She shuts her own eyes and sees a pinpoint of light, feeling as though she is at the entrance of something that is moving further and further away into the darkness. O’Connor uses this strange encounter of two ordinary human beings to convey the message that Mrs. Flood is re-discovering Christ while looking into the eye sockets of a dead man. She connects the pinpoint of light to the star that appears on Christmas cards, and through it she moves backwards in time to Bethlehem. Hazel Motes’ death and the darkness are the beginning of a re-birth for Mrs. Flood and for the reader as well. A thunderbolt, a jolt, has been tossed that forces both Mrs. Flood and the reader to consider what is more than the observable and to move outside themselves when witnessing the suffering of another human being.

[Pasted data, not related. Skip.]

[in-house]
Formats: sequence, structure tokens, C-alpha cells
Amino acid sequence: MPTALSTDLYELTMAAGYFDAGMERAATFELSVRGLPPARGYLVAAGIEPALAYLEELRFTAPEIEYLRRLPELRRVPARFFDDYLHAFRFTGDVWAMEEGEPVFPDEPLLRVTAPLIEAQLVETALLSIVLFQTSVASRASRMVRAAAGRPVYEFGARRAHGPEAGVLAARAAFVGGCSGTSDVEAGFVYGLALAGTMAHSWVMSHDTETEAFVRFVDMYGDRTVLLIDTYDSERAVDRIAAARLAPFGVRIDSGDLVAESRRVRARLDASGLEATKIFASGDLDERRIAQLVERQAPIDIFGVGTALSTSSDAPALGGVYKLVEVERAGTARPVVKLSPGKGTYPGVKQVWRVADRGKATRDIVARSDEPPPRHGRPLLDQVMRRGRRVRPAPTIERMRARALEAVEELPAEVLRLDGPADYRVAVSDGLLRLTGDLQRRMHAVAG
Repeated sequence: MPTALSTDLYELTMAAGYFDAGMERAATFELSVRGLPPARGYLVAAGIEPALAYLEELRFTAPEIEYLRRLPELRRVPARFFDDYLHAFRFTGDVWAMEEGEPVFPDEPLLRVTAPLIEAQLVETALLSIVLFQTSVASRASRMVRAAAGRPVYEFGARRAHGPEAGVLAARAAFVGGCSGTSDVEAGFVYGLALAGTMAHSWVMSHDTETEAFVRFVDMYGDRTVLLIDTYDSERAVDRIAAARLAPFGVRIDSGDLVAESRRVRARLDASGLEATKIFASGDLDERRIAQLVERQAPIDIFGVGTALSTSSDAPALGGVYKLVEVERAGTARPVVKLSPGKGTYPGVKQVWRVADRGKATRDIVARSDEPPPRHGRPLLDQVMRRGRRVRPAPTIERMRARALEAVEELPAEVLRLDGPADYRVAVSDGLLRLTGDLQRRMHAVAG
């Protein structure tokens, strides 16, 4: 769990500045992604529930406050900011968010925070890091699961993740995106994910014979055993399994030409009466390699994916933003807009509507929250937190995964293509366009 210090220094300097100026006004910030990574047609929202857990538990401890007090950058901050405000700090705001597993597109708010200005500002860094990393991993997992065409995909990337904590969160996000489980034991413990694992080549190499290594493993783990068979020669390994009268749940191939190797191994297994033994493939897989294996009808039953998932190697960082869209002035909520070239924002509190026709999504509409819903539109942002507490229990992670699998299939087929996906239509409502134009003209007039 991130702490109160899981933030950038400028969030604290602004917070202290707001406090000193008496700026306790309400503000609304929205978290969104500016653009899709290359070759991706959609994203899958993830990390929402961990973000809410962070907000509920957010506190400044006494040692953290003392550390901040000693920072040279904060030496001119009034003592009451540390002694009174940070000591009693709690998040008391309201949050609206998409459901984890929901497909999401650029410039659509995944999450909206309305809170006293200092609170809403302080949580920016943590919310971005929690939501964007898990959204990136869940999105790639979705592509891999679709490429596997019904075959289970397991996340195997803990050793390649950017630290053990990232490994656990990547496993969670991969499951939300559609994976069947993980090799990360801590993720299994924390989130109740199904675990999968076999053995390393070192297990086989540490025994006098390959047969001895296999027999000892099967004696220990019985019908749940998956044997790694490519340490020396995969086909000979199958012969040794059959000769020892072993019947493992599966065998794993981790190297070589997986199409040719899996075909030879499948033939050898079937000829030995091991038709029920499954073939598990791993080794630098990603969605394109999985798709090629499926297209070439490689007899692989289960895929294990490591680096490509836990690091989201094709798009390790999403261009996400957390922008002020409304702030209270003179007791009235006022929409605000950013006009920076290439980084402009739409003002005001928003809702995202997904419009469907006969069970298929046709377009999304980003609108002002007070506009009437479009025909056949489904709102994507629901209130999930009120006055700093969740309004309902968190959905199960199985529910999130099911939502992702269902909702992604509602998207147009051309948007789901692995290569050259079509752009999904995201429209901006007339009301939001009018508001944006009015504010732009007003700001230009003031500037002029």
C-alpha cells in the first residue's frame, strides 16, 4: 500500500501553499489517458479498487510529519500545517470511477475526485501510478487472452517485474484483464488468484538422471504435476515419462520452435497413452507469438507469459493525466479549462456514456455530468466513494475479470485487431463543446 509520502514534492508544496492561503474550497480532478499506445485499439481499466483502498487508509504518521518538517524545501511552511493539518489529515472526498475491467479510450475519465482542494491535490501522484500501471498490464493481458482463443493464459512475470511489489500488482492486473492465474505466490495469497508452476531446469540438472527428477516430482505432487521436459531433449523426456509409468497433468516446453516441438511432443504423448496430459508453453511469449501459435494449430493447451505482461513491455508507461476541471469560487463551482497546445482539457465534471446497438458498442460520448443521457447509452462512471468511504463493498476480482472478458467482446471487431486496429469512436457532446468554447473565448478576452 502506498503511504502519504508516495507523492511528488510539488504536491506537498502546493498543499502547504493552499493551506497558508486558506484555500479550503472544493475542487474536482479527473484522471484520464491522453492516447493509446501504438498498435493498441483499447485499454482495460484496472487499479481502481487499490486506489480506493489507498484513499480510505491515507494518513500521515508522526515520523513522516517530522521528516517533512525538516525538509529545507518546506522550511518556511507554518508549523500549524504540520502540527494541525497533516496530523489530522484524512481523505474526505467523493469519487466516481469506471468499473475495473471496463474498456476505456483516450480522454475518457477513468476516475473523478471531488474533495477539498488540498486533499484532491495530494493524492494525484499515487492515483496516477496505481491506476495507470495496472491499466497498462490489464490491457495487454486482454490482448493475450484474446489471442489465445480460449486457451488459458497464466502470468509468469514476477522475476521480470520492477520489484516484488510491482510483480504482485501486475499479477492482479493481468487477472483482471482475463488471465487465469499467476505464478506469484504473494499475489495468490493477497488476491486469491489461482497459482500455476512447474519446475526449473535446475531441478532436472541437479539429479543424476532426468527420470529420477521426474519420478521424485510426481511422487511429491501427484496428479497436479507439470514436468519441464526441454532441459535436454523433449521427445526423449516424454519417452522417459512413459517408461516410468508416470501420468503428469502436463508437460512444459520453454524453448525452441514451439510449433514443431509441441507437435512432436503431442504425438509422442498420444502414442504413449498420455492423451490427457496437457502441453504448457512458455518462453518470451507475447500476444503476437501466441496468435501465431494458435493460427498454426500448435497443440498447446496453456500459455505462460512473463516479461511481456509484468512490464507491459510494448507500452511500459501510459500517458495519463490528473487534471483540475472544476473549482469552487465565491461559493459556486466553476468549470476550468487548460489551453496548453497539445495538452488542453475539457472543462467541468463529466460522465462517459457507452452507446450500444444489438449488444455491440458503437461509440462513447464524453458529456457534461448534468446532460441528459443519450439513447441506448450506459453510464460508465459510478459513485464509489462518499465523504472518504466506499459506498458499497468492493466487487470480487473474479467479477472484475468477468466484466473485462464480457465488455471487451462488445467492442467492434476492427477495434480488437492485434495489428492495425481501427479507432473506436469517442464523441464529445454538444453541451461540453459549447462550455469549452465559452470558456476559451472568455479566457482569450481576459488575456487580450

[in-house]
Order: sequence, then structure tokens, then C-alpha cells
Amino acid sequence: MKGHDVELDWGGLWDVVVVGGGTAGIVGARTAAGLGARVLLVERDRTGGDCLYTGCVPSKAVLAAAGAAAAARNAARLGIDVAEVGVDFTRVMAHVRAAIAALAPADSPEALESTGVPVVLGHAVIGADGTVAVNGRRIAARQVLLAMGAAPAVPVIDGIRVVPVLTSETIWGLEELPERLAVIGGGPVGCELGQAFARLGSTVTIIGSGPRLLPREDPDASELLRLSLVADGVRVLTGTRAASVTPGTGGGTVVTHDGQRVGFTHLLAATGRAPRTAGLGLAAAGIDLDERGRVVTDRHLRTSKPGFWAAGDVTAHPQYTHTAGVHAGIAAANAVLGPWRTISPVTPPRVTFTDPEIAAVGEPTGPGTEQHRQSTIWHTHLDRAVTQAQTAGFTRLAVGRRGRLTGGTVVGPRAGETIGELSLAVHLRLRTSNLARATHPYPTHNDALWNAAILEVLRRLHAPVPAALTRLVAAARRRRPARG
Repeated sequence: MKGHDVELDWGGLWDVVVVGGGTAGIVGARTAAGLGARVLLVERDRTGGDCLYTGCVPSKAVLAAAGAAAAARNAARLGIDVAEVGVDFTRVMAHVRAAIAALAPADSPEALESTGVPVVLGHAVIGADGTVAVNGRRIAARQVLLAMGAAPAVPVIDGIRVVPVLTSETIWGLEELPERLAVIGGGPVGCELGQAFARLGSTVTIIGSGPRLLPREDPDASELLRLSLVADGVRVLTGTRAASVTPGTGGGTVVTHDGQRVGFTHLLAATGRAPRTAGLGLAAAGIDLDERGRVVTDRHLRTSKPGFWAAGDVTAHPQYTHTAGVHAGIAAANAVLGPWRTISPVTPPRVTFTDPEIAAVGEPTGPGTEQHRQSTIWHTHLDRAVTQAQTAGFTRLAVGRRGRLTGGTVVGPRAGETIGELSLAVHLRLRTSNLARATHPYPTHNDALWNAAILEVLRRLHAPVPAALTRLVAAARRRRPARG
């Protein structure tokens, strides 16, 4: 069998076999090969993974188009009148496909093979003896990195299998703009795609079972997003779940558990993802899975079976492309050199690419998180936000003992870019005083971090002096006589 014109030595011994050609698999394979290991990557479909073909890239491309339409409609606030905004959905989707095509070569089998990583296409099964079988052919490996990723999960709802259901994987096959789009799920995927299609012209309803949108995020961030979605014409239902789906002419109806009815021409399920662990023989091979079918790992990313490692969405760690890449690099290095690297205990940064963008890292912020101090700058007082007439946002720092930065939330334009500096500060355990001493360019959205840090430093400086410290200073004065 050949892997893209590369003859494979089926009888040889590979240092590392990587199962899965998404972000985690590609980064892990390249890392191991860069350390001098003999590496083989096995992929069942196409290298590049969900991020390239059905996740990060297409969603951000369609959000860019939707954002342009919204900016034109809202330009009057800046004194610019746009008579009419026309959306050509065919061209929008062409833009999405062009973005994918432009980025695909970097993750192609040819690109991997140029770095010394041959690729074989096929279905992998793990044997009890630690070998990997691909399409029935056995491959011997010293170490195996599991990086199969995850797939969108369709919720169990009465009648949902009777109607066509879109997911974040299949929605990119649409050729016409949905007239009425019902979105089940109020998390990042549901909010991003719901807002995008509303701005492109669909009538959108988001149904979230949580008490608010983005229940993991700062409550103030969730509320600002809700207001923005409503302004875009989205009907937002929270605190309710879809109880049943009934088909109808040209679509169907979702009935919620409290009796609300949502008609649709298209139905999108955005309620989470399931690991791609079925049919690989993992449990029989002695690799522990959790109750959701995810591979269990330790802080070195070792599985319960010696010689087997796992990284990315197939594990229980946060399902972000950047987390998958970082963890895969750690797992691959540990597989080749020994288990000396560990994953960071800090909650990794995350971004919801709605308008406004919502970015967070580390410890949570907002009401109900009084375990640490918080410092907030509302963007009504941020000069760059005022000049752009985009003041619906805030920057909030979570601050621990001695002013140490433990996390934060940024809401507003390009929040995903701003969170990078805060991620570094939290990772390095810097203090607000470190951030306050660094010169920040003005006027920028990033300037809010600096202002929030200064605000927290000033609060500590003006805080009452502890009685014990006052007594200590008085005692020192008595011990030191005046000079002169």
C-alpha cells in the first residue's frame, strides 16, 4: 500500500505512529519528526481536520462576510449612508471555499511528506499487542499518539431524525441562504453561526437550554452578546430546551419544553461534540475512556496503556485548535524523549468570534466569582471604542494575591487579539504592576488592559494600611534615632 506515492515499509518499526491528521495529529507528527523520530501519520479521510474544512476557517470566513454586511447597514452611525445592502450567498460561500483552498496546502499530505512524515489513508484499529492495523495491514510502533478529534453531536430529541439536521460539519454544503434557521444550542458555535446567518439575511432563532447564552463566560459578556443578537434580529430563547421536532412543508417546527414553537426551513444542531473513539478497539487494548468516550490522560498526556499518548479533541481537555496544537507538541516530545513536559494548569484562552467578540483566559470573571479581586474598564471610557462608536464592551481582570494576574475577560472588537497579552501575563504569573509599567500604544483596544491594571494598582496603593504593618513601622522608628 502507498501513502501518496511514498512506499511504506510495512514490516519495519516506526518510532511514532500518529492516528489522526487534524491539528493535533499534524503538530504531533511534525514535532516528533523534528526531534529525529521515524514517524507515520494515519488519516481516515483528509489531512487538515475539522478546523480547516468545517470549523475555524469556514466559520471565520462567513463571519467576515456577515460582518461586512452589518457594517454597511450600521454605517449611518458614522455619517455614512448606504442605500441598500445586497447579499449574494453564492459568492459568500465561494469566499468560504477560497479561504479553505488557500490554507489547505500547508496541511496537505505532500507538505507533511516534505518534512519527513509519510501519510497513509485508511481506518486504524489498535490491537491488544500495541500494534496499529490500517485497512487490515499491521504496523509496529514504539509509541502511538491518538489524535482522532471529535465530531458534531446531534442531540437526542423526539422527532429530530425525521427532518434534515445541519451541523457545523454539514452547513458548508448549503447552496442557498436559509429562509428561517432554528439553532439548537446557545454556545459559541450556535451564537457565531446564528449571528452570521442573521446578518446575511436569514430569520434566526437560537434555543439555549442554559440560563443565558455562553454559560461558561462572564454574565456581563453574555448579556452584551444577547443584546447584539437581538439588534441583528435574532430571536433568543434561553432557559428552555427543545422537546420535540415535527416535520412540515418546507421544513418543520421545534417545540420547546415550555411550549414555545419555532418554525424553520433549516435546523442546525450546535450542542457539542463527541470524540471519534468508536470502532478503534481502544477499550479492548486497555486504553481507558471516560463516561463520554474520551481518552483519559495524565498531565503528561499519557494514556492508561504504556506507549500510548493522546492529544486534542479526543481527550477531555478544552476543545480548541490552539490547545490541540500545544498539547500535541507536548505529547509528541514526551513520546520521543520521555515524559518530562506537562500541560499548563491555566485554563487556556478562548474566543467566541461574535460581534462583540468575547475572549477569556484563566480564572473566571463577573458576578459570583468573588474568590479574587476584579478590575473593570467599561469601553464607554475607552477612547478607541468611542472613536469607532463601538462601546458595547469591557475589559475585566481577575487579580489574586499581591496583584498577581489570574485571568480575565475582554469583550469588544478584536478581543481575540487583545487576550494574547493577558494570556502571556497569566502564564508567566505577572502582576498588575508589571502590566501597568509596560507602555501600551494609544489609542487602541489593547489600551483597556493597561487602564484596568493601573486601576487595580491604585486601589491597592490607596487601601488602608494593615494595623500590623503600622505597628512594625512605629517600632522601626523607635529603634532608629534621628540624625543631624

Admittedly, Wise Blood traffics in the violent, the grotesque, and the bizarre. At times, physicians travel in that same territory when ministering to their patients. One of my patient encounters resembles O’Connor’s story: the tale of Isaiah, an elderly retired railroad worker, who had been admitted to the hospital with massive gastrointestinal bleeding. His treatment included a now-discarded and appropriately discredited device, the Wangensteen balloon. This device, inserted through the nose into the stomach, was perfused with ice cold alcohol that would constrict his blood vessels and halt the bleeding. However, Isaiah’s balloon migrated up into his esophagus, shutting off his airway and threatening asphyxiation. Upon arrival at the bedside after hearing the alarm, I promptly intervened by deflating the balloon that anchored the device in place. Unfortunately, I was unable to remove the device, which left Isaiah close to death from lack of oxygen. I leapt upon the bed and while straddling him – one knee on his sternum and my hand upon his head – I yanked the tube with all my strength. The balloon came out at last, but with it came the patient’s nasal septum and a gush of blood. From my cat-bird perch, I looked into Isaiah’s eyes as blood covered his face and saw his terror which mirrored my own. His eyes were questioning, attempting to make sense of this act of violence on the part of his healer. Obviously there was no pinpoint of light moving back to Bethlehem, but there was no question but that I had moved outside of myself by undertaking this violent act that ultimately saved Isaiah’s life.